Texas A&M AgriLife on Tuesday hosted a grand opening of the Texas A&M AgriLife Center at Dallas renovated campus, which aims to serve as a rural-urban interface connecting Texans to their food sources, environmental sustainability and healthy living.
“Agriculture must become integral to urban culture,” said Patrick Stover, Ph.D., vice-chancellor of Texas A&M Agrilife, dean of the College of Agriculture and Life Sciences and director of Texas A&M AgriLife Research. “With today’s technologies and centers like the Dallas Center, we have the potential to meet expectations and feed the world with nutritious food that prevents disease and is environmentally sustainable.”
The Dallas center features a new 60,000-square-foot Urban Agriculture and Forestry Building with research laboratories, plant tissue culture facilities and advanced rooftop research greenhouses. Its curved design and smart glass installations take advantage of the sun’s path in daily heating and cooling for energy efficiency. The headquarters houses center administration, Texas A&M AgriLife Research scientists and Texas A&M AgriLife Extension Service specialists.
In addition to AgriLife Research and AgriLife Extension, the Dallas Center houses members of the Texas A&M Forest Service as well as Texas Water Resources Institute and Texas A&M Natural Resources Institute. These entities work collaboratively, and they undertake initiatives for improving urban agriculture and forestry, water and land resources, and healthy living for all Texans.
“More than a third of all the research by Texas A&M University comes from these agencies, and their reach into 250 counties is unprecedented for any university in the country,” said John Sharp, chancellor of the Texas A&M System. “There is no other place in the United States that has agencies this important to the country and to the state than the agencies of Texas A&M.”
Outside the headquarters building are The Gardens at Dallas. This 4-acre, public landscape of Texas native and adapted ornamental plants demonstrates resource-efficient design and irrigation, and it displays turfgrass varieties developed at the center.
On the northern side of campus, the new Water and Land Resources building – an 8,000-square-foot teaching and gathering space – provides a guest capacity of 300. The building adorns the new Benny J. Simpson Ecopark. Once agricultural research land, this 7-acre spread of reclaimed Texas Blackland Prairie features a 3-acre serpentine rainwater detention pond, more than 140 species of Texas native and adapted plants and a sign-guided walking nature tour.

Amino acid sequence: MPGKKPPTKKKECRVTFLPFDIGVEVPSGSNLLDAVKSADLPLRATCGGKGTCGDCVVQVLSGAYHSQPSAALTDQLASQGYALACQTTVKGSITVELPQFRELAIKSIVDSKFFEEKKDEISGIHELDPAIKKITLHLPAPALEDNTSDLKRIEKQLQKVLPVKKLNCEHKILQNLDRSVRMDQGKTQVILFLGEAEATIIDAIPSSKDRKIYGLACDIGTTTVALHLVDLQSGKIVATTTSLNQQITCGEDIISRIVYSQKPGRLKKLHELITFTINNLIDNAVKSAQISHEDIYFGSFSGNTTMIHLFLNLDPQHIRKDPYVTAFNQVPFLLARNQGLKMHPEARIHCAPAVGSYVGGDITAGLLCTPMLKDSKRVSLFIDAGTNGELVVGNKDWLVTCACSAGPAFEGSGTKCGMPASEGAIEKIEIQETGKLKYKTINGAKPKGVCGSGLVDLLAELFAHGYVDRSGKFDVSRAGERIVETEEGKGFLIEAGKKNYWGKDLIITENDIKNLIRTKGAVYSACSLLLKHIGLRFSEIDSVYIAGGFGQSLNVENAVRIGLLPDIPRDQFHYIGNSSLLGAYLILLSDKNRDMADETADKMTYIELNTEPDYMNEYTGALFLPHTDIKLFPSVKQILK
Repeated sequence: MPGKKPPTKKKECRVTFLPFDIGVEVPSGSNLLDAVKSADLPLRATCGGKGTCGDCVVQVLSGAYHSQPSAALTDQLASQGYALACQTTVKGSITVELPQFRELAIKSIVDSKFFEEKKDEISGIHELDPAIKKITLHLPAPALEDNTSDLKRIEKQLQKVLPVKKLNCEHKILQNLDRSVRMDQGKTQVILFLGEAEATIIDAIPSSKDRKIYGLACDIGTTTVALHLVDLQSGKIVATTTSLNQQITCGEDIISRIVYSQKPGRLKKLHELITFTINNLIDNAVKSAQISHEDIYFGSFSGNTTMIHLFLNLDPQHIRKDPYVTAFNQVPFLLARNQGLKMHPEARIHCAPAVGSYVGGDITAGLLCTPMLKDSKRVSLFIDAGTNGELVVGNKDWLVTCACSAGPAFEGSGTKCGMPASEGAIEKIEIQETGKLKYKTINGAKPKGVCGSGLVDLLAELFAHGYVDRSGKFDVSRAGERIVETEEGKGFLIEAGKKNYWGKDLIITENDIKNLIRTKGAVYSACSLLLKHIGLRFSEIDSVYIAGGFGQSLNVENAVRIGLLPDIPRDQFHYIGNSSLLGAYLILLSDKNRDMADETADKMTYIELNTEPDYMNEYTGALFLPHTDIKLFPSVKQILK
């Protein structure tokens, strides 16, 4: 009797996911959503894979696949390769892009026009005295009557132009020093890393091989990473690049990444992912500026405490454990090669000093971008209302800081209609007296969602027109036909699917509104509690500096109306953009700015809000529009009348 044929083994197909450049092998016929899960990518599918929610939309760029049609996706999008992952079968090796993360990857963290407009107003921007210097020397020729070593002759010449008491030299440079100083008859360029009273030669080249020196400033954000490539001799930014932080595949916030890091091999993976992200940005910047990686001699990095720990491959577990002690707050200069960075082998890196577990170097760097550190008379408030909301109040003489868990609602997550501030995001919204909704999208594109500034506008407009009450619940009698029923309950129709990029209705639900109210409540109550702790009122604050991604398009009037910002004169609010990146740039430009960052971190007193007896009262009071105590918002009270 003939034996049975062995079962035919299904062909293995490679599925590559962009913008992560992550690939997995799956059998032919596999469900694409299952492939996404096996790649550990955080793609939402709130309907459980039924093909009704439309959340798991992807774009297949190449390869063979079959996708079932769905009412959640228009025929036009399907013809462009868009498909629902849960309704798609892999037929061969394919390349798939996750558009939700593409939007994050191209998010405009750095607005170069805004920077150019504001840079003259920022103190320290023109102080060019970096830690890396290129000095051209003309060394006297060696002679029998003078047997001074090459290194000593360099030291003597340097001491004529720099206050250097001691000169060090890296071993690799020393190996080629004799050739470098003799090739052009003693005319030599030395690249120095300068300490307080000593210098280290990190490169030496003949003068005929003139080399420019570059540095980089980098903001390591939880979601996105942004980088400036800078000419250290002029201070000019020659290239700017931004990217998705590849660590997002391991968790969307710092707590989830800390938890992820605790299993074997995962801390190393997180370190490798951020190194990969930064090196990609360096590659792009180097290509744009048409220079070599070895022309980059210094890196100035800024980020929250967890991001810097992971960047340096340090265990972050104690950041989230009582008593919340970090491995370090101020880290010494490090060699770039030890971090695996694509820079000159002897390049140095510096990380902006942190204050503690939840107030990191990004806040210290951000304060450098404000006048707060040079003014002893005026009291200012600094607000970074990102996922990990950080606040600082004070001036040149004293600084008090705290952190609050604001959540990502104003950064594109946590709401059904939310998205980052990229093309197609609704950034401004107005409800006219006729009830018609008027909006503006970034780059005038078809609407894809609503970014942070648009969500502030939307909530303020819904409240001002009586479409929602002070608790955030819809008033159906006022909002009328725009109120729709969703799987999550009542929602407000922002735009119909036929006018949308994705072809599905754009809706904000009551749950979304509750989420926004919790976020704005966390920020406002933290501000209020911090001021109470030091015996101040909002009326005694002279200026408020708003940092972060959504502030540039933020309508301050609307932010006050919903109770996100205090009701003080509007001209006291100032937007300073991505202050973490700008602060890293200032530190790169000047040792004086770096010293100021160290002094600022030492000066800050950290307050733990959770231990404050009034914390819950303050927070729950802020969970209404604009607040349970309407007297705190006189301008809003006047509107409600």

“We are proud of the magnificent buildings and gardens we have constructed,” said David Lunt, Ph.D., associate director for AgriLife Research and interim director of the Dallas center. “But it is our people who are our greatest asset as we endeavor to bring world-class, cutting-edge science to bear on the challenges facing urban, suburban and rural communities.”
The entire Dallas campus serves as a demonstration of green infrastructure and native plants for sustainability in urban development. Two 30,000-gallon display cisterns and one underground 40,000-gallon cistern bring the center’s rainwater harvesting and irrigation capacity to 100,000 gallons.
Overflow from the cisterns, and from parking lot bioswales on campus, runs into the ecopark and detention pond, resulting in a zero-net stormwater discharge from the campus.
The overarching objectives and future direction of the Dallas center dovetail with Texas A&M AgriLife’s Advancing Texas initiative to bridge rural and urban divides at the intersection of agriculture, health best practices and research. On Oct. 8, the Dallas Center hosted a panel on agriculture’s role in the urban-rural interface.
As the state becomes increasingly urbanized, many Texans have little connection to agriculture. Texas A&M AgriLife has the unique opportunity to create a national model to link urban and rural populations and ensure every Texan, regardless of zip code, appreciates the role food plays in their daily lives. Panelists included Jeff Bednar of Profound Microfarms, which provides sustainably grown fresh produce to more than 60 local Dallas chefs; Rebecca Seguin, Ph.D. public health scientist and associate director of Texas A&M AgriLife Research; and Patrick Stover.
Advancing Texas allows Texas A&M AgriLife to hear from stakeholders across the state. It aims to engage new supporters who seek to address state and national health issues.
Video: The Dallas center, past and present
The video below is a historical overview of the Dallas center and information on the center’s current direction.